Legitimate businesses are clear and concise about their strategy. And again, this doesn’t mean they give you their secret formula, it just means that it won’t feel like they’re hiding something by using fancy language without stating a bottom line.

Lastly, if you’ve vetted a few companies and you find one that you think is legit, ask yourself if the company is right for you. You want to make sure that you’re choosing a company that employs a strategy that is complementary with you and your goals.

What to Look Out For with Trading Alerts: FAQs

Is stock promotion illegal?

The short answer is: promoting stocks is not illegal. But companies and individuals need to be very careful with how they do it, otherwise they would in fact be breaking the law. 

So what specifically makes it legal and illegal?

To legally promote a stock, proper disclosures need to be made.

But to fair, unfortunately the vast majority of promotions are fueled by manipulation. There aren’t a lot of scenarios where an individual or company would be promoting a stock without some sort of ulterior motive.

So while stock promotion isn’t directly illegal, a lot of times the promotion is tied to something that makes it illegal.

Can you be sued for stock advice?

Yes, you can get sued for giving stock advice, as you can be sued for almost anything. The important question is, in what circumstances will the court favor your case or not?

As a quick note before jumping into details: if you want to give stock advice, just be extremely cautious giving advice to those you don’t know, as there are a lot of litigious individuals out there nowadays that will happily sue you.

Giving investment advice at all without a license, a prime example being a RIA (Registered Investment Advisor), can be a dangerous, slippery legal slope, and individuals and companies can be sued if they are not properly licensed.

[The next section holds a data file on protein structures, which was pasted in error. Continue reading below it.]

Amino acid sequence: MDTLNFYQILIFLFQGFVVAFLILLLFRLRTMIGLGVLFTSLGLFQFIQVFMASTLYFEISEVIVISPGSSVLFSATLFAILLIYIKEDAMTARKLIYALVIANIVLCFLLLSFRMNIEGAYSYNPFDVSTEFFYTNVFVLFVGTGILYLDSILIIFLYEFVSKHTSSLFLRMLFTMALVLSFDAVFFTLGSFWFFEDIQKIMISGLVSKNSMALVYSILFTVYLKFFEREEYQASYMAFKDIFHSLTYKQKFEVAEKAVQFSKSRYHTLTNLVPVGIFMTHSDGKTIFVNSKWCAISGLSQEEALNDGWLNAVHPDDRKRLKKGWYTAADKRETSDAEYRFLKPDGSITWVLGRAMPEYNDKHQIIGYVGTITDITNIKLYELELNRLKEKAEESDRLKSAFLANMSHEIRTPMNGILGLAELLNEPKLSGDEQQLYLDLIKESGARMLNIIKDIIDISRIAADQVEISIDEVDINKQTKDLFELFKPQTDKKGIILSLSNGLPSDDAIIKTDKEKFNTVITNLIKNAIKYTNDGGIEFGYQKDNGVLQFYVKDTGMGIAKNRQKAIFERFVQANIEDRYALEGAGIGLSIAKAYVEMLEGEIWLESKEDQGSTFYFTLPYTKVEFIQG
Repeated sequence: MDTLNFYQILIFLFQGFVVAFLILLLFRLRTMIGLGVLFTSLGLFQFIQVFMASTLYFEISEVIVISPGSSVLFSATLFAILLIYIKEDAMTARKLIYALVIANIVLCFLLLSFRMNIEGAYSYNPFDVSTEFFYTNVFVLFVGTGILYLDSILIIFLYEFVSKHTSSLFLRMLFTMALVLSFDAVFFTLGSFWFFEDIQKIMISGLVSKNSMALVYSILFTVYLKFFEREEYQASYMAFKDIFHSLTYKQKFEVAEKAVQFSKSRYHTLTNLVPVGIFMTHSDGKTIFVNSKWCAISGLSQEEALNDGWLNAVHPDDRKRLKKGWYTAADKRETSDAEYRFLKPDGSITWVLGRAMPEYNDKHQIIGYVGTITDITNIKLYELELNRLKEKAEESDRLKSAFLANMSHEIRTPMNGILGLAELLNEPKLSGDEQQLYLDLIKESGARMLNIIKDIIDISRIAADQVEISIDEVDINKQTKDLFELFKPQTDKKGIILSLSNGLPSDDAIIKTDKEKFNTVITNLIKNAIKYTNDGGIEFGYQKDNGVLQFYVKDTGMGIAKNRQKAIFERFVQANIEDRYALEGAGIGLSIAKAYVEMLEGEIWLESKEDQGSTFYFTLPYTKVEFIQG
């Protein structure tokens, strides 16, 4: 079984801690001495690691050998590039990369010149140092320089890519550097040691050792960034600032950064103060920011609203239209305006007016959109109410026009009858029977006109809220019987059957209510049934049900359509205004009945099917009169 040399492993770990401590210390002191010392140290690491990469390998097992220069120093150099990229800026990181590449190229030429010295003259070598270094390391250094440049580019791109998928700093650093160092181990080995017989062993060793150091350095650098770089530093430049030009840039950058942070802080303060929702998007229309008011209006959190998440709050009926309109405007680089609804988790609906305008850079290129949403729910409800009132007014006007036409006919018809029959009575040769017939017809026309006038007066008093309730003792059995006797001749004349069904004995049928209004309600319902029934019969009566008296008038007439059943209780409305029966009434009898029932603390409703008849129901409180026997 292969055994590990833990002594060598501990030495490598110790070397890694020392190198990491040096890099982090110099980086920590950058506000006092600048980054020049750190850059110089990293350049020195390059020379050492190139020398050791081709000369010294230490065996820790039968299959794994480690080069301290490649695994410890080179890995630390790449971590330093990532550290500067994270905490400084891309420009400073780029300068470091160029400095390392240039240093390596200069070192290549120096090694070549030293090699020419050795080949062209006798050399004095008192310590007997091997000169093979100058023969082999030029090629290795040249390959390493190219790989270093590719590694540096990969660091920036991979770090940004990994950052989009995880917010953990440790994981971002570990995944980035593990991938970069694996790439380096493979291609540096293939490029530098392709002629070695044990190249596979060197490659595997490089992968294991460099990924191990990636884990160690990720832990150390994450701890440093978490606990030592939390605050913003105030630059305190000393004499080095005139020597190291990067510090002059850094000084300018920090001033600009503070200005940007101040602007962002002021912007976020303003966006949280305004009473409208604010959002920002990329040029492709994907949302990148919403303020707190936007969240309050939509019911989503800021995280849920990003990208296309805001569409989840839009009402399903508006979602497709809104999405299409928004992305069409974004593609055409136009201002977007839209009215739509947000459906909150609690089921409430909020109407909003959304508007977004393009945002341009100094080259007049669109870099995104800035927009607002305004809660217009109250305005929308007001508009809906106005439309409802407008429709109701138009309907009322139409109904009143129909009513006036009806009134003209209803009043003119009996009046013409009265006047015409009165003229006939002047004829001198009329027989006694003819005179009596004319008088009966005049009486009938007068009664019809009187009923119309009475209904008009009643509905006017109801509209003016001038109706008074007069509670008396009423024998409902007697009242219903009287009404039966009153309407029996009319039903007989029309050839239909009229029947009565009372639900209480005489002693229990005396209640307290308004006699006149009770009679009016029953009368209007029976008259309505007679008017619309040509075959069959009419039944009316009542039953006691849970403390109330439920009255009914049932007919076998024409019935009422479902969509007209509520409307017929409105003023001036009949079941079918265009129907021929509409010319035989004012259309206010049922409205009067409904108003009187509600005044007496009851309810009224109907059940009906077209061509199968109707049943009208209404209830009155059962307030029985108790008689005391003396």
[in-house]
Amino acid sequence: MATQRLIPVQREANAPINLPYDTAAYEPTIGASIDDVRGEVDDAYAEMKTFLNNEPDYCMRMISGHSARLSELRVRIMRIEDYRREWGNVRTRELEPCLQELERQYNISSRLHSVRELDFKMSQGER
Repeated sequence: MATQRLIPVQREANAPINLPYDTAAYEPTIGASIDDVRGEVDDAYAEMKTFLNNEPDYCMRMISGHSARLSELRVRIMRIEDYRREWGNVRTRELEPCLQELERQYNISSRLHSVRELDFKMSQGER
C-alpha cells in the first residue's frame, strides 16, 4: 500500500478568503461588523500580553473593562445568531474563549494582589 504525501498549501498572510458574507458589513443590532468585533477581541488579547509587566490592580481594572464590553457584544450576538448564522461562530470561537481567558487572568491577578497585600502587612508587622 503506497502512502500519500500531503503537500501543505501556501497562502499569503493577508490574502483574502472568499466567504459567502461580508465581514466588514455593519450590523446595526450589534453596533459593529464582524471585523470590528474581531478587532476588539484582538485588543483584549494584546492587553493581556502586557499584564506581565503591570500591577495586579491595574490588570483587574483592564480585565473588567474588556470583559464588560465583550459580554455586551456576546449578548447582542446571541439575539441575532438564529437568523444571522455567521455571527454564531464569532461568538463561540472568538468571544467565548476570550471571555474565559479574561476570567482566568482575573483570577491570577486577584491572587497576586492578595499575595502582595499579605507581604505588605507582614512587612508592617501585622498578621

Another example of when it would never play in your favor is if you possess private information about a company, and let’s say in this case it’s information that would most likely cause the company’s share price to increase, and you recommended the stock to others, you could be arrested for insider trading, which is a big no no.

If a company makes proper disclosures, and they make it absolutely clear that it is 100% up to the individual how they use their money to invest, and all they’re doing is sending alerts about how their portfolio is being managed, there isn’t a whole lot that can come down on them legally, as they’re not managing money, nor are they obligating anyone to do anything.

But again, people sue for all kinds of ridiculous reasons, and they could sue a company after they lost money following their alerts, but their case isn’t going to go very far…

Can you get stock picking alerts for free?

It is possible to find companies that send you alerts for free. But remember that a business will generally follow a cost vs benefits trend. Meaning, why would they take time and resources to produce really helpful, strong alerts and then offer them for free. Their cost is high and benefit is low, in this case all they’ll get are some smiling faces as a benefit.

So if a company requires you to pay for alerts, that becomes your cost, because hopefully you’ll receive an equal benefit from what you spent. This doesn’t always happen unfortunately, as human greed causes some companies to charge much more than they should (high costs with not so equal benefits).

Check out multiple different signal providers, and cross check what you will have to spend (the cost) and review the benefits you’ll receive to see if you’re getting a good deal. So while you can find free alerts, and it might not cost you anything more than a couple minutes of your time to set up, and a little personal data, don’t expect much on the benefits end.

Are trading alerts good for beginners?

Trading alerts are a fantastic tool for beginners. Even veterans use trade signals.

At the end of the day, signals are a tool you can use. Not even really a suggestion. You are not obligated to follow the signal at all. But for beginners, they might be following the signals a little closer to suit. Good signal providers have a team of traders with years of experience, versus a beginner trading on their own with little to no experience.

Having a signal provider be a guide for a beginner that’s entering the labyrinth of the market could be really beneficial for them.

The only downside is, you can learn a lot from making mistakes. Traders who create signals for a good provider have made mistakes that help guide them in their decision making. So as a beginner, if you’re following signals blindly, you might miss valuable lessons that will help you become a successful trader in the future.